8 – Sayaka: In connection with the above objection, survivalists suggest that the super-PSI hypothesis is ad hoc, because of the lack of any independent evidence for super-PSI, besides the putative cases of survival. (It’s like arguing that the reincarnation type cases are best explained by extraterrestials implanting false memories, without having any independent evidence for the existence of aliens, a point pressed by philosopher Robert Almeder in his response to atheist philosopher Steven Hales). Some survivalist consider this to be the most crushing objection against super-PSI. What’s your reply?
Sudduth: Given what I have argued above, if this objection is a crushing objection against the super-psi hypothesis, it’s also a crushing objection to the survival hypothesis, in which case the survivalist is hoisted by his own petard. As I’ve already noted, the simple supposition of survival makes no specific predictions, much less does it predict any of the fine-grained features of the actual data, unless it’s supplemented by auxiliary assumptions of a wide-ranging sort. Hence, the lack of independent support objection is just as applicable to the robust survival hypothesis as it is to the super-psi hypothesis. Even if we assume that there is independent evidence for survival, there would also have to be independent evidence for the range of auxiliary assumptions needed for the survival hypothesis to have predictive power. Almeder has not provided this independent support, nor have other survivalists.
So why aren’t the auxiliary hypotheses employed by the survivalist ad hoc in nature? I noted above that among such auxiliary hypotheses would be the attribution of super-psi to discarnate persons. Well, then, if the super-psi hypothesis is ad hoc, so also is the survival hypothesis since it must rely on super-psi assumptions, or further assumptions whose only purpose for being invoked is that they would lead us to expect discarnate persons to have greatly enhanced cognitive and causal powers. But take another example, this time from Almeder. He argues that if reincarnation is true, then we would expect to find people with past life memories, which Almeder says is confirmed by the fact that people claim to have past life memories. Setting aside that this is not a specific prediction, Almeder makes it clear that what sanctions the prediction here is the psychological criterion of personal identity. So here’s an admission of an auxiliary hypothesis, but clearly more needs to be assumed because we would have to account for a potentially disconfirming datum, to wit, many people appear to have no past life memories.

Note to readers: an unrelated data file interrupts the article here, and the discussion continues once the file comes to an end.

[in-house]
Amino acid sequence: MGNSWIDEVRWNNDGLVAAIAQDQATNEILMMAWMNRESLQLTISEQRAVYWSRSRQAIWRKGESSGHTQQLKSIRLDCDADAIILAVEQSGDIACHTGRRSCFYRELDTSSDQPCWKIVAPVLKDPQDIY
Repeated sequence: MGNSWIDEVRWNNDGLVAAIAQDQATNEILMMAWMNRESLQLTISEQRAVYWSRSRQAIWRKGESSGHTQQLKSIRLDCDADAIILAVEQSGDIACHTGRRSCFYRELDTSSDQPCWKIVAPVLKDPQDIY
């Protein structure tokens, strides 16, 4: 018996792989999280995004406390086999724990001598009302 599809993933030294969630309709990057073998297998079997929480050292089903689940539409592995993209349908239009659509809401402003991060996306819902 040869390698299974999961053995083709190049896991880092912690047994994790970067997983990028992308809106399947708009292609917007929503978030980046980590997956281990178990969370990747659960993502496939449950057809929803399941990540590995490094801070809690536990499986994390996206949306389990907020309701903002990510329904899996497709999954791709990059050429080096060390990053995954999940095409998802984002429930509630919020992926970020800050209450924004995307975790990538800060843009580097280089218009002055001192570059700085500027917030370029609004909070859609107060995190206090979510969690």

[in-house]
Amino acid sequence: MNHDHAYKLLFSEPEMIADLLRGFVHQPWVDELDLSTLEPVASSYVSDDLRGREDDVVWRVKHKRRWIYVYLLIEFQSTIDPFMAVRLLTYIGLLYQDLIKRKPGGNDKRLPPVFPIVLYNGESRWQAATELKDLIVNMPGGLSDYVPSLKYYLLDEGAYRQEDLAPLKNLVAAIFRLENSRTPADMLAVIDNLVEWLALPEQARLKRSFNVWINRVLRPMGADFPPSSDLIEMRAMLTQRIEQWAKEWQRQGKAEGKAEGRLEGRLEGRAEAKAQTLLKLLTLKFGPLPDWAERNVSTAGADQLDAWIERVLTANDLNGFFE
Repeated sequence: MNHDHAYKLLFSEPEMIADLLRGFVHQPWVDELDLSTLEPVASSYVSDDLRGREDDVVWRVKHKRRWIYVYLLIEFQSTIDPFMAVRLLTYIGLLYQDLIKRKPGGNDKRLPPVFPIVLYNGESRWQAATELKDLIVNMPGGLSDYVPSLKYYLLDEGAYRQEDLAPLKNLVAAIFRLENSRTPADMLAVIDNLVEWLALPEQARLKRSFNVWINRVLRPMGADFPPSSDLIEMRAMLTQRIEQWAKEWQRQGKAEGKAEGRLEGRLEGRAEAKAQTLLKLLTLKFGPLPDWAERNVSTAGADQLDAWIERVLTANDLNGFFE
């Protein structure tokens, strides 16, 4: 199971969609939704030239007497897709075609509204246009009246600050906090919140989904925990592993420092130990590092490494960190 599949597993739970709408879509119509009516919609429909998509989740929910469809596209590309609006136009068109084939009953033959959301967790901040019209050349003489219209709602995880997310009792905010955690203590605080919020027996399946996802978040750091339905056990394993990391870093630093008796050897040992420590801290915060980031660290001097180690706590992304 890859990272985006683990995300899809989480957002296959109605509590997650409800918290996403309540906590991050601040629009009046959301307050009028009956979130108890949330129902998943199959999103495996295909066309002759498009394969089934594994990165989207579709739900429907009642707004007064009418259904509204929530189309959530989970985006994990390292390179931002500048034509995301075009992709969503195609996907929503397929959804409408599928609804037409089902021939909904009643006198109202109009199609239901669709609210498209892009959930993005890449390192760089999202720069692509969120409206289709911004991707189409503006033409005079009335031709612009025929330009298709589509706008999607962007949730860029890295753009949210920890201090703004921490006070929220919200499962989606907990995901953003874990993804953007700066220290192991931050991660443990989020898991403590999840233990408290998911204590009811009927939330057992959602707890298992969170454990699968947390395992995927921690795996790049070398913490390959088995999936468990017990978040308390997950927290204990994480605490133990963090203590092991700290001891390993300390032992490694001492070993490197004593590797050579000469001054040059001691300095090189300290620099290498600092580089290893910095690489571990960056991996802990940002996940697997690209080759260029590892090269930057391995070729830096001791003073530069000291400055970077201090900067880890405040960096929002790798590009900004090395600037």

There are, of course, many auxiliary hypotheses we could introduce here so that the reincarnation hypothesis was consistent with the facts: people remember past lives but claim they don’t, people don’t recall their past lives because they possess them in the form of repressed memories, their last reincarnation was as a non-human and their memories were erased (perhaps memories only pass from human to human incarnations), they will eventually recall their past life at some point in their present life, or people with no past life memories are living their first life. It doesn’t matter which of these we select, or none. The point here is that a reincarnation hypothesis requires that we build into it assumptions that are no less ad hoc than the ones needed by an extra-terrestrial hypothesis. And here it seems to me that living-agent psi hypotheses have a plausible advantage. As Braude has shown, whatever we might say about so-called super-psi, to the extent that survivalists take seriously the evidence for living-agent psi, there is at least independent evidence for “dandy psi,” as exemplified, for example, in the more impressive remote viewing experiments in the Stargate Project. In my paper critiquing David Lund’s argument for survival (referenced above), I argued that ordinary psi, which includes “dandy psi,” is sufficient to pose an explanatory challenge to the survival hypothesis. I’d say this advantage would extend to their comparative prior probabilities, at least to the extent to which independent support is being invoked as a determinant of prior probability. I think it’s plausible to construct a robust living-agent psi hypothesis with reference to dandy psi.